Insubordination and Dishonesty are Major Violations

The Court of Appeal held that “the public is entitled to protection from unprofessional employees whose conduct places people at risk of injury and the government at risk of incurring liability.”  The Court found that “Jack’s interference in the internal investigation of the gender bias claim placed the County at risk of liability, and exposed the governmental entity to the prospect of litigation. In particular, the California Fair Employment and Housing Act (FEHA) provides that employers take reasonable steps to prevent harassment from occurring.”

The County had argued to the Commission that the case of Kolender v. San Diego County Civil Service Commission, (2005) 132 Cal. App. 4th 716, supported its position.  In Kolender, the Court of Appeal held that the Commission abused its discretion by reinstating a deputy who lied to protect another deputy who had abused an inmate.  In the Santa Cruz case, the Commission disagreed stating that Jack’s behavior wasn’t as important, or as serious, as that in Kolender.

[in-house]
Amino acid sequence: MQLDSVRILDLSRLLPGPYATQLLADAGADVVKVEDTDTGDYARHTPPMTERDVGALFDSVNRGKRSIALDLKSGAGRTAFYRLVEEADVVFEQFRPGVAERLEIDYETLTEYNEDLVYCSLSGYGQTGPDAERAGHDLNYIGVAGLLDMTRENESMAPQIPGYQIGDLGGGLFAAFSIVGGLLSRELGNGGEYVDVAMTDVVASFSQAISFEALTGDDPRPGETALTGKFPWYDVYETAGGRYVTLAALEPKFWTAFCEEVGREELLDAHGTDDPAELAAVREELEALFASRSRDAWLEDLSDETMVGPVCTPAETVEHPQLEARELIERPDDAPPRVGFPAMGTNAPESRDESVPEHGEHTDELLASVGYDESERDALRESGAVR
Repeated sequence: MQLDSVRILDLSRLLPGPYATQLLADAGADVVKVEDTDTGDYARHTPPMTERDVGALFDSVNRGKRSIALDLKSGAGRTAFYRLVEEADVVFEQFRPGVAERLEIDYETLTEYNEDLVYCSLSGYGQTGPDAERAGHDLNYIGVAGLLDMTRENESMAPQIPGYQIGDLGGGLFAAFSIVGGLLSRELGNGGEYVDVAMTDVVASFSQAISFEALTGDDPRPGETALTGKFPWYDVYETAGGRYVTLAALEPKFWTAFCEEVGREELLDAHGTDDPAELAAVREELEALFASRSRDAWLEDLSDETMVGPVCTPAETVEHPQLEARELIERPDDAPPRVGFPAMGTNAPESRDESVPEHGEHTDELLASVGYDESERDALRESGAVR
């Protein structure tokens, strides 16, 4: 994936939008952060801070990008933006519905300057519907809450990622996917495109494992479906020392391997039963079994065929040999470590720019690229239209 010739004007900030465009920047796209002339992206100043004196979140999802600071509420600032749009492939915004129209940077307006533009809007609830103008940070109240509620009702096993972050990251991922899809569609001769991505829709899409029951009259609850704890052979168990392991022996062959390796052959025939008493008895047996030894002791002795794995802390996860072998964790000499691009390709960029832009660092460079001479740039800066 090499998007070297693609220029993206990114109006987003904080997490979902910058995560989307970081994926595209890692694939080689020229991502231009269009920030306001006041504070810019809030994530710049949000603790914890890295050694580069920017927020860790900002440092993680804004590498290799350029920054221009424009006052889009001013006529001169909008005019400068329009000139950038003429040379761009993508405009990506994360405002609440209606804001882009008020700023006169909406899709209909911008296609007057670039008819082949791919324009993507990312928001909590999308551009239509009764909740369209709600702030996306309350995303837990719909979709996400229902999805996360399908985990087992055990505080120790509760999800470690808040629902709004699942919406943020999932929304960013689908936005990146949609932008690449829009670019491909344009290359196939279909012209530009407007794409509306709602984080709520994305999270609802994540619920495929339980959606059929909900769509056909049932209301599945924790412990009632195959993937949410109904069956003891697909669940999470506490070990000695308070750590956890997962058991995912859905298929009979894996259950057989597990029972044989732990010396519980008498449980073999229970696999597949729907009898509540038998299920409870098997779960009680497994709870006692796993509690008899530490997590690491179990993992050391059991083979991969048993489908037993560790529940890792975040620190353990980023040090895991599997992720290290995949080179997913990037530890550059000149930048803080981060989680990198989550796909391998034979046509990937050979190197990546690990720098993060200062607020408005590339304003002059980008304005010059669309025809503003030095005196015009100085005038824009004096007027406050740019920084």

In addition to the absurdity of the Commission’s reasoning, the superior court judge held that Jack had only lied in an internal matter and, therefore, there was no harm to the public.

The Court of Appeal, however, held that “Jack’s dishonesty and disobedience of the order not to contact “H” during the internal investigation is no less serious or important than the deputy’s lies to protect his colleague in Kolender.  The honesty and integrity of a Sergeant in the Sheriff’s department is paramount to the public safety and trust, and breach of that trust is cause for great concern.  The fact that the dishonesty in this case related to an internal employment investigation rather than an investigation of inmate abuse does not make the misconduct any less troubling.”

Furthermore, the Court, in citing to prior decisions, held that law enforcement officers “are guardians of the peace and security of the community, and the efficiency of our whole system, designed for the purpose of maintaining law and order, depends upon
the extent to which such officers perform their duties and are faithful to the trust reposed in them.”

A Commission’s Obligation to Justify its Decision